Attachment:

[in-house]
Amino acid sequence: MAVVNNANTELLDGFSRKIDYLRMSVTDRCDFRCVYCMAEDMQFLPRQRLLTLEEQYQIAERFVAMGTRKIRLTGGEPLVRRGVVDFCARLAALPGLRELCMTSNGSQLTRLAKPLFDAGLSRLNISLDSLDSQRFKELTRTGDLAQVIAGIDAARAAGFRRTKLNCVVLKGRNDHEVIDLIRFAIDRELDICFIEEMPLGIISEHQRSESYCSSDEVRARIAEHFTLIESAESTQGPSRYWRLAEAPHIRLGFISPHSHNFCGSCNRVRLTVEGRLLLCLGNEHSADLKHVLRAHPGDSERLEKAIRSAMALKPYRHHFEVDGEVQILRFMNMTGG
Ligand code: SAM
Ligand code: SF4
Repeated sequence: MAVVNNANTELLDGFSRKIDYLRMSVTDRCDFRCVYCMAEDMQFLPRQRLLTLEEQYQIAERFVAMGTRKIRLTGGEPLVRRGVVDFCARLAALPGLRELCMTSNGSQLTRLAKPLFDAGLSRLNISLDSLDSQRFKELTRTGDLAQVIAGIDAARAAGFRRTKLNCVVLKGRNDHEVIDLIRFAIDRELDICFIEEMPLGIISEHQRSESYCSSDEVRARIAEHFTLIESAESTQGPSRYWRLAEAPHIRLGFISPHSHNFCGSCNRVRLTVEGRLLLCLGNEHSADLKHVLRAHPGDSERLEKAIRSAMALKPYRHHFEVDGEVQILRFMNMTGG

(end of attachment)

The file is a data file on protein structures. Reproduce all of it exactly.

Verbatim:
[in-house]
Amino acid sequence: MAVVNNANTELLDGFSRKIDYLRMSVTDRCDFRCVYCMAEDMQFLPRQRLLTLEEQYQIAERFVAMGTRKIRLTGGEPLVRRGVVDFCARLAALPGLRELCMTSNGSQLTRLAKPLFDAGLSRLNISLDSLDSQRFKELTRTGDLAQVIAGIDAARAAGFRRTKLNCVVLKGRNDHEVIDLIRFAIDRELDICFIEEMPLGIISEHQRSESYCSSDEVRARIAEHFTLIESAESTQGPSRYWRLAEAPHIRLGFISPHSHNFCGSCNRVRLTVEGRLLLCLGNEHSADLKHVLRAHPGDSERLEKAIRSAMALKPYRHHFEVDGEVQILRFMNMTGG
Ligand code: SAM
Ligand code: SF4
Repeated sequence: MAVVNNANTELLDGFSRKIDYLRMSVTDRCDFRCVYCMAEDMQFLPRQRLLTLEEQYQIAERFVAMGTRKIRLTGGEPLVRRGVVDFCARLAALPGLRELCMTSNGSQLTRLAKPLFDAGLSRLNISLDSLDSQRFKELTRTGDLAQVIAGIDAARAAGFRRTKLNCVVLKGRNDHEVIDLIRFAIDRELDICFIEEMPLGIISEHQRSESYCSSDEVRARIAEHFTLIESAESTQGPSRYWRLAEAPHIRLGFISPHSHNFCGSCNRVRLTVEGRLLLCLGNEHSADLKHVLRAHPGDSERLEKAIRSAMALKPYRHHFEVDGEVQILRFMNMTGG